Docket No.  ER22-1528-000

I believe that the best outcome here would have been for ISO New England Inc. (ISO-NE) to immediately implement its new Minimum Offer Price Rule (MOPR)—i.e., without the Transition Mechanism.  Simply put, ISO-NE could have, and should have, done better.  Nevertheless, ISO-NE submitted a different proposal—one that delays reform of the MOPR by two years—and we must evaluate the filing before.  When considered in that context,[1] I believe that the proposed Transition Mechanism is part of a just and reasonable package of reforms.[2]  In addition, and critically, the New England States have explained that they do not oppose the Transition Mechanism.[3]    

Nevertheless, it is important to take a step back and not lose sight of how far we have come in this debate.  It was a little over four years ago, in response to another ISO-NE filing establishing the Competitive Auctions with Sponsored Policy Resources (CASPR) construct, that the Commission laid the foundation for its recent MOPR misadventures.[4]  In that order, the Commission announced its intention to coopt MOPRs, turning them into a means to block the effects of states’ exercise of their reserved authority under section 201(b) of the FPA.[5]  Time has proven what I said at the time: the Commission’s antagonistic approach to the states would “come to rank as a historically serious misstep” that represented a “threat to consumers, the environment and, in fact, the long-term viability” of capacity markets more generally.[6]  And how.  Over the ensuing two years, the Commission engaged in a quixotic campaign to use its authority under the FPA to effectively “nullify” certain disfavored state public policies.[7]  Far from protecting consumers and creating confidence in capacity markets, the Commission’s orders risked causing serious harm to those very markets and led numerous states to consider abandoning them altogether.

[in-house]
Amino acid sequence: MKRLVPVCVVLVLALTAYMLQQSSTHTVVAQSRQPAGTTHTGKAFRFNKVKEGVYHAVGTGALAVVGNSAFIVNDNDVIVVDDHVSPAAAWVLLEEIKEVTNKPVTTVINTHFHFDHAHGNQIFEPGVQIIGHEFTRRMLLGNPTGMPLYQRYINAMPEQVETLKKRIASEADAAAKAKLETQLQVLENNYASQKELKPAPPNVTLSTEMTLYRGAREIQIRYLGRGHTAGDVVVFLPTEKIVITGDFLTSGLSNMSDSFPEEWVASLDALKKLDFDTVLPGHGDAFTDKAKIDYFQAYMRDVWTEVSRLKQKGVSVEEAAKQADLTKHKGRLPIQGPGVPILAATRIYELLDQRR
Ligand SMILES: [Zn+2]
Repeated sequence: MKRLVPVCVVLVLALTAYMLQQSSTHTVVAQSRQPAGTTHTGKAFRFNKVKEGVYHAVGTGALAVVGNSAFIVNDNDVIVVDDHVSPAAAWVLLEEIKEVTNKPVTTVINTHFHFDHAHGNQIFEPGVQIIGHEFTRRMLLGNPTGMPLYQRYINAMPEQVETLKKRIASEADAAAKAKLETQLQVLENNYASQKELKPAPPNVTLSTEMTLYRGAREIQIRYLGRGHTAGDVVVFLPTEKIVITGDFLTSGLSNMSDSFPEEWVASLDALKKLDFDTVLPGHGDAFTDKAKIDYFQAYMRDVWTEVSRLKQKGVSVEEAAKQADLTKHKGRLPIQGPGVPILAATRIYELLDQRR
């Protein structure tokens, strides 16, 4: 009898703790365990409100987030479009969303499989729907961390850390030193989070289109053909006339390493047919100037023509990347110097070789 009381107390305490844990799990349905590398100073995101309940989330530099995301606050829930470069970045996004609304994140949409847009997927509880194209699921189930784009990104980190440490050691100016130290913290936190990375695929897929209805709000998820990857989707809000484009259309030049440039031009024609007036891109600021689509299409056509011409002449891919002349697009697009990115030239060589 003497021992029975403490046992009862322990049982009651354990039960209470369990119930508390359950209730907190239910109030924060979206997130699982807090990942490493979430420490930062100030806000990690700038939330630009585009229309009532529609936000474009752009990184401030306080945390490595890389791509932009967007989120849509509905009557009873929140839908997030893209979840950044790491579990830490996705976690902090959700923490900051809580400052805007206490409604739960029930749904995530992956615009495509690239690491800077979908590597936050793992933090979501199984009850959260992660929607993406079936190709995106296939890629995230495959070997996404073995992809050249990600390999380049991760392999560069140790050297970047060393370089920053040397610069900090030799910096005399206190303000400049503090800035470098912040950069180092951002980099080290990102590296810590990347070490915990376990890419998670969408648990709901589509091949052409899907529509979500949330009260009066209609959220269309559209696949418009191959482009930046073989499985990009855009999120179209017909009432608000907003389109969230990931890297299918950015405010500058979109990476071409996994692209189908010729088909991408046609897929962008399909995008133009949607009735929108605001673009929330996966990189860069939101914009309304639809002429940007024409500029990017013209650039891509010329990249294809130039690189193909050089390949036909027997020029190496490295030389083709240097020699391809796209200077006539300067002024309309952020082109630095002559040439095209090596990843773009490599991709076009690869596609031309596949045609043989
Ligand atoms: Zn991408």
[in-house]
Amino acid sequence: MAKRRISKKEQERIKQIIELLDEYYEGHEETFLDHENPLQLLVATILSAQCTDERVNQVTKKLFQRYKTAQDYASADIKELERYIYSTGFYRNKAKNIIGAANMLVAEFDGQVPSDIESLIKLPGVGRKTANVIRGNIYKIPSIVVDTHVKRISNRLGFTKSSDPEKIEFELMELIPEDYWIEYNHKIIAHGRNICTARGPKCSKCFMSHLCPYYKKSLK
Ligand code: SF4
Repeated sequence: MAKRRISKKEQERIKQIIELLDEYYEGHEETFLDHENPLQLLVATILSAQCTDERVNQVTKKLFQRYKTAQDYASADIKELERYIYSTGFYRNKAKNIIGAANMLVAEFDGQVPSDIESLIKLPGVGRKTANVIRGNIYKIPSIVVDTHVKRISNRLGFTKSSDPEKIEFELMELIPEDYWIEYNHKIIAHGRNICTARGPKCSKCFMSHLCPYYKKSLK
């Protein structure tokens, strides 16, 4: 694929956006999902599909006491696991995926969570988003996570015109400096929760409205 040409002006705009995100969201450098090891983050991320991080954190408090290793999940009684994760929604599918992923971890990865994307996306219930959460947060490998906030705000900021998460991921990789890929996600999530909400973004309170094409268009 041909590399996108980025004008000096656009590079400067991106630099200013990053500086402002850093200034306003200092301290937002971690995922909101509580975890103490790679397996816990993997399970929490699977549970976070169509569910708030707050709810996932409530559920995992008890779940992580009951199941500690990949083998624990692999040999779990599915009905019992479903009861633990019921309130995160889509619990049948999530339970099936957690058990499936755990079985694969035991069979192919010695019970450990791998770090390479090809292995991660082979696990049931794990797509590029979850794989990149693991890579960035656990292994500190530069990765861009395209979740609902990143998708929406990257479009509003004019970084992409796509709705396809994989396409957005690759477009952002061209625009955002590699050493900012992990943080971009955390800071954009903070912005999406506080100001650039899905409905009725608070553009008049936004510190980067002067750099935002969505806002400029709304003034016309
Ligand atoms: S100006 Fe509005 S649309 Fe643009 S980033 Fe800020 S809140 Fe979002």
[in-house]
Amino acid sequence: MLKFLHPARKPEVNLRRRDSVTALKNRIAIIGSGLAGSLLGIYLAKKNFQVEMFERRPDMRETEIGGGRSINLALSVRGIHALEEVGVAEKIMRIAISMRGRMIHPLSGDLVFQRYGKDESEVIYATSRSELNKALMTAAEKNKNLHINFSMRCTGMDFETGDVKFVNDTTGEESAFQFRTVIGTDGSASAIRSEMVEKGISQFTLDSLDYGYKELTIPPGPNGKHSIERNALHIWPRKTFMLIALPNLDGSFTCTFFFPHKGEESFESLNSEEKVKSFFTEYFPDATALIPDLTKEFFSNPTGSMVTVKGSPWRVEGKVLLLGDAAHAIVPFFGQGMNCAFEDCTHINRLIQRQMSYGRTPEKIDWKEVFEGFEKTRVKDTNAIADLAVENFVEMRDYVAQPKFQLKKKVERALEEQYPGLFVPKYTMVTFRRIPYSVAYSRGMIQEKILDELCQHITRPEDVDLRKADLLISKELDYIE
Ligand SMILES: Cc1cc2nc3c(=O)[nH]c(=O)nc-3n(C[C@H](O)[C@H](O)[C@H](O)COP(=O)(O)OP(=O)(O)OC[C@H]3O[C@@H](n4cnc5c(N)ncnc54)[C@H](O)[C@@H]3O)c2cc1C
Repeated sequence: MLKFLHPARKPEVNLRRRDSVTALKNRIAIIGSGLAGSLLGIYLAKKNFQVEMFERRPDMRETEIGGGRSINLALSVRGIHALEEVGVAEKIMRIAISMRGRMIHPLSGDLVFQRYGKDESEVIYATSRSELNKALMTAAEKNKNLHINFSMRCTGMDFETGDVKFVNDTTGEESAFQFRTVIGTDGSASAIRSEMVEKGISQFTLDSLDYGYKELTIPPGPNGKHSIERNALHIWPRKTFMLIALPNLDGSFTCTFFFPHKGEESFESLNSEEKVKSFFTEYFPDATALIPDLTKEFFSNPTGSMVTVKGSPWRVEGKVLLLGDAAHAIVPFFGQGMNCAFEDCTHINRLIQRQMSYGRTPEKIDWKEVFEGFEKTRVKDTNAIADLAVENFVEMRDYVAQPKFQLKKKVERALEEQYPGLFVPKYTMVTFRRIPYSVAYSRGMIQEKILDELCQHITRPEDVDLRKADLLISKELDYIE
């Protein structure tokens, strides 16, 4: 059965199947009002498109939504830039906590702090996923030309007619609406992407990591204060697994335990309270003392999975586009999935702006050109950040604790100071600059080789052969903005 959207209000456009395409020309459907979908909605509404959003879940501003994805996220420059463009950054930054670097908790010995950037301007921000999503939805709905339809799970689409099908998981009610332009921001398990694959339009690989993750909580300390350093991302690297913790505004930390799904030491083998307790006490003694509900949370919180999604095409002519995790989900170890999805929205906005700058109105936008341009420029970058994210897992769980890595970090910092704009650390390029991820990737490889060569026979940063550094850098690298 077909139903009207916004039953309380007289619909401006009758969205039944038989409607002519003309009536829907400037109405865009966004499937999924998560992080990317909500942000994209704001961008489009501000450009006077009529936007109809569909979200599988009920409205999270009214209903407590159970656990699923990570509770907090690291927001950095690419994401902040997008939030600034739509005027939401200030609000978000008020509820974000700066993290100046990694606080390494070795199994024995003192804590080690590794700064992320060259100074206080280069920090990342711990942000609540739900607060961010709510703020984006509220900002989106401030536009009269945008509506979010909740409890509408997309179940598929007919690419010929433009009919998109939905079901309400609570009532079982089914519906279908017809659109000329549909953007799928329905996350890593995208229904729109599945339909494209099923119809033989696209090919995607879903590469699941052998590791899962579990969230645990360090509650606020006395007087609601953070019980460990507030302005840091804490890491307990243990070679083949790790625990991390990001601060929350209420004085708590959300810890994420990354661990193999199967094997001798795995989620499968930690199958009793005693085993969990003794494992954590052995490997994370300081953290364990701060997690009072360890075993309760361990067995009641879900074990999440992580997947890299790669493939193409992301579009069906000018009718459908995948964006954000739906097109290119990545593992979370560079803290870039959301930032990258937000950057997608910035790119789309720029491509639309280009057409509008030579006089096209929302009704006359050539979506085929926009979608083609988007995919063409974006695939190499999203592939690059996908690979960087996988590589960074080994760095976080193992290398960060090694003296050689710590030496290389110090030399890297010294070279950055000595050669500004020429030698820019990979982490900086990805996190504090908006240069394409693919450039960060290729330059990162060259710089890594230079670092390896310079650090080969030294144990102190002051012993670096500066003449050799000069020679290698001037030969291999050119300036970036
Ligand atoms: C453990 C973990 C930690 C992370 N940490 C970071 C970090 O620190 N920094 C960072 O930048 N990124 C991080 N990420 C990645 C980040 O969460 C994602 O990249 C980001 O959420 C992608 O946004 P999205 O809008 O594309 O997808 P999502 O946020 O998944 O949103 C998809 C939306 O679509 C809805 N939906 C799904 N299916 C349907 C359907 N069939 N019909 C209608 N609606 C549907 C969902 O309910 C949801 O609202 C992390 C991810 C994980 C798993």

In his dissent, Commissioner Danly continues to beat the drum via an ahistorical attempt to recast the MOPR as a reliability tool.  Not only is that characterization unsupported by Commission precedent, the evident antipathy to state resource decisionmaking—equating states’ exercise of their authority under section 201(b) to a “manipulative scheme”[8]—only underscores the extent to which nullification was the goal all along.  There can be no winners in a regulatory civil war between FERC and the states.  Although the professed rationale for using the MOPR against state resource decisionmaking has whipsawed back-and-forth in recent years[9]—from buyer-side market power, to “price suppression,” to “market integrity,” to, now, reliability—none of those rationales can avoid the fact that any approach that puts the Commission, and by extension, the RTOs, at loggerheads with the states is bound to fail, with customers, as usual, being stuck with the tab.  Ending the federal-state antagonism over the MOPR represents a significant step forward toward ensuring resource adequacy at just and reasonable rates, which is, after all, the entire purpose of a capacity market.[10]